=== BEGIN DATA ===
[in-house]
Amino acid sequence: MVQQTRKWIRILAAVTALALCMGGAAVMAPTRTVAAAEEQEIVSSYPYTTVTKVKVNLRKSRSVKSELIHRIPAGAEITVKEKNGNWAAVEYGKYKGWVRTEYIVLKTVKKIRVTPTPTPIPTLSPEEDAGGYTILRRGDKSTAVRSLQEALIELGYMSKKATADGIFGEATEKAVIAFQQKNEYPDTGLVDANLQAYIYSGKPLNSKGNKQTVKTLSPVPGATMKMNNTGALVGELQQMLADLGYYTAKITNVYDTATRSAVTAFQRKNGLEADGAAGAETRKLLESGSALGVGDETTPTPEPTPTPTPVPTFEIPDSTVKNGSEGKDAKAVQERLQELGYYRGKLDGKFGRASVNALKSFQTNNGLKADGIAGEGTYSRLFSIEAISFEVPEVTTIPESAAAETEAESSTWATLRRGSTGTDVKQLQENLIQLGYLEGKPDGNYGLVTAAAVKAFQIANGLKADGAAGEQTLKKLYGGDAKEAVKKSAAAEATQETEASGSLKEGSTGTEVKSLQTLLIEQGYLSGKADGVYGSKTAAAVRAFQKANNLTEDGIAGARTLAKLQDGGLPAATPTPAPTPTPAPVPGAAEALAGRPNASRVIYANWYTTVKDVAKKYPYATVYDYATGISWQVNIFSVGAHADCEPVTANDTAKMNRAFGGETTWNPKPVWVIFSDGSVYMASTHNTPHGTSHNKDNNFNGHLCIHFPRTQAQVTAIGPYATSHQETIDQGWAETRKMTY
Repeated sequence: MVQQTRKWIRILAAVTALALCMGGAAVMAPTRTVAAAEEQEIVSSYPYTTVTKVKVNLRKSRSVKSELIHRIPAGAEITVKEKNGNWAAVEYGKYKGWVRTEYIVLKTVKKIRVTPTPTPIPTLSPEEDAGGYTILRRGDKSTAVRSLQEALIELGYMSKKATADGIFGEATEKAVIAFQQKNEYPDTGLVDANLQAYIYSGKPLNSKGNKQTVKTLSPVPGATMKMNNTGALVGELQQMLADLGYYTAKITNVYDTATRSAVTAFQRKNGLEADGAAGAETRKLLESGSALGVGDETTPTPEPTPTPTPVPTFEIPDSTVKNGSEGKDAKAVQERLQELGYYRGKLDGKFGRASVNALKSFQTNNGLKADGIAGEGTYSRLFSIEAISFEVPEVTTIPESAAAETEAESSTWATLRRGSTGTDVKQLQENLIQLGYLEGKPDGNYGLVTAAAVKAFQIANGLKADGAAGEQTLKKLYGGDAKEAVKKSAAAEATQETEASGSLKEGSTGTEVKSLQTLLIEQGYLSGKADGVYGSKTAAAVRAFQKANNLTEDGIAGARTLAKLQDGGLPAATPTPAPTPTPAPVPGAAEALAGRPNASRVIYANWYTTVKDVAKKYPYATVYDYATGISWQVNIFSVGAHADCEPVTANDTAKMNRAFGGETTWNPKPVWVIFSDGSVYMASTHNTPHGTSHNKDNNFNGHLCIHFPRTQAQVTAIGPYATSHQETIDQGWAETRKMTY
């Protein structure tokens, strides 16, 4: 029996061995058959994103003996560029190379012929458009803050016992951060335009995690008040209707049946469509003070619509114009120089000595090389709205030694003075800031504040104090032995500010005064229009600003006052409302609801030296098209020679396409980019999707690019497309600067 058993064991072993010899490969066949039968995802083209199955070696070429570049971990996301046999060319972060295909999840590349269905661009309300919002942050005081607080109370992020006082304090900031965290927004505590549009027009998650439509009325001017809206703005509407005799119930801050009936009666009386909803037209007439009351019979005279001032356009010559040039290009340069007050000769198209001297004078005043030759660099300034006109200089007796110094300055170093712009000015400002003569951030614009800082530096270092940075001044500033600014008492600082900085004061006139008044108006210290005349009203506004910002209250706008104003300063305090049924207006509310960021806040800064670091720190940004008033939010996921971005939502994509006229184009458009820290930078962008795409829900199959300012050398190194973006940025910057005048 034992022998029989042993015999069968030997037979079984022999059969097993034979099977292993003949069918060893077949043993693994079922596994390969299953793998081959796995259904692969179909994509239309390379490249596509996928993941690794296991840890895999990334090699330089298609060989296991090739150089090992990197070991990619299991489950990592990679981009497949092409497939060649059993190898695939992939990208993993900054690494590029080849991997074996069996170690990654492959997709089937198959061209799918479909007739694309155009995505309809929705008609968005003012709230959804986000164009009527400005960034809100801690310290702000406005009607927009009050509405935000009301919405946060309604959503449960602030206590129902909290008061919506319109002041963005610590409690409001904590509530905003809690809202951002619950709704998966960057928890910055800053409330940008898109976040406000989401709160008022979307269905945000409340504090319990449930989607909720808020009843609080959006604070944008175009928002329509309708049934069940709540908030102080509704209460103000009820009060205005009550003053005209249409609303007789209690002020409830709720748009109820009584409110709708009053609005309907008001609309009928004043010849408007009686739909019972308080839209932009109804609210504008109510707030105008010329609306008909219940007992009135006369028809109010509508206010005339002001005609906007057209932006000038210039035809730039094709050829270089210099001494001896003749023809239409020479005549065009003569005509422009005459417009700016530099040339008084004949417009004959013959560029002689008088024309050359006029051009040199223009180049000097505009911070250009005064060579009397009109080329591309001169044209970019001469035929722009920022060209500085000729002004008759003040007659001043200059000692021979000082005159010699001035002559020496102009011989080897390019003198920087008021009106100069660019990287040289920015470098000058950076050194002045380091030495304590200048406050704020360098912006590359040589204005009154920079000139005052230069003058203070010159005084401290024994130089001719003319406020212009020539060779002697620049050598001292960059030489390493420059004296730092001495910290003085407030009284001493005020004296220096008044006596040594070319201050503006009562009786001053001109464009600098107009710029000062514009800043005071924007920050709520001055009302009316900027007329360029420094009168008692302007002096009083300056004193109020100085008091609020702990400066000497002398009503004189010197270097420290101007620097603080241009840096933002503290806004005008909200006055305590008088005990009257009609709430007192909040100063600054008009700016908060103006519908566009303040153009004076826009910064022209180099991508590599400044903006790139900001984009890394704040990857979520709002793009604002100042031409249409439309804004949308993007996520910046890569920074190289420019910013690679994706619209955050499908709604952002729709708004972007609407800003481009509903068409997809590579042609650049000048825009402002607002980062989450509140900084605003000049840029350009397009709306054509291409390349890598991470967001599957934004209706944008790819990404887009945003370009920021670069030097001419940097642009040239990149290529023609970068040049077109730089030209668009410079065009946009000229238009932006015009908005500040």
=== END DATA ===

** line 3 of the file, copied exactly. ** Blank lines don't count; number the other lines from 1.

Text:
Repeated sequence: MVQQTRKWIRILAAVTALALCMGGAAVMAPTRTVAAAEEQEIVSSYPYTTVTKVKVNLRKSRSVKSELIHRIPAGAEITVKEKNGNWAAVEYGKYKGWVRTEYIVLKTVKKIRVTPTPTPIPTLSPEEDAGGYTILRRGDKSTAVRSLQEALIELGYMSKKATADGIFGEATEKAVIAFQQKNEYPDTGLVDANLQAYIYSGKPLNSKGNKQTVKTLSPVPGATMKMNNTGALVGELQQMLADLGYYTAKITNVYDTATRSAVTAFQRKNGLEADGAAGAETRKLLESGSALGVGDETTPTPEPTPTPTPVPTFEIPDSTVKNGSEGKDAKAVQERLQELGYYRGKLDGKFGRASVNALKSFQTNNGLKADGIAGEGTYSRLFSIEAISFEVPEVTTIPESAAAETEAESSTWATLRRGSTGTDVKQLQENLIQLGYLEGKPDGNYGLVTAAAVKAFQIANGLKADGAAGEQTLKKLYGGDAKEAVKKSAAAEATQETEASGSLKEGSTGTEVKSLQTLLIEQGYLSGKADGVYGSKTAAAVRAFQKANNLTEDGIAGARTLAKLQDGGLPAATPTPAPTPTPAPVPGAAEALAGRPNASRVIYANWYTTVKDVAKKYPYATVYDYATGISWQVNIFSVGAHADCEPVTANDTAKMNRAFGGETTWNPKPVWVIFSDGSVYMASTHNTPHGTSHNKDNNFNGHLCIHFPRTQAQVTAIGPYATSHQETIDQGWAETRKMTY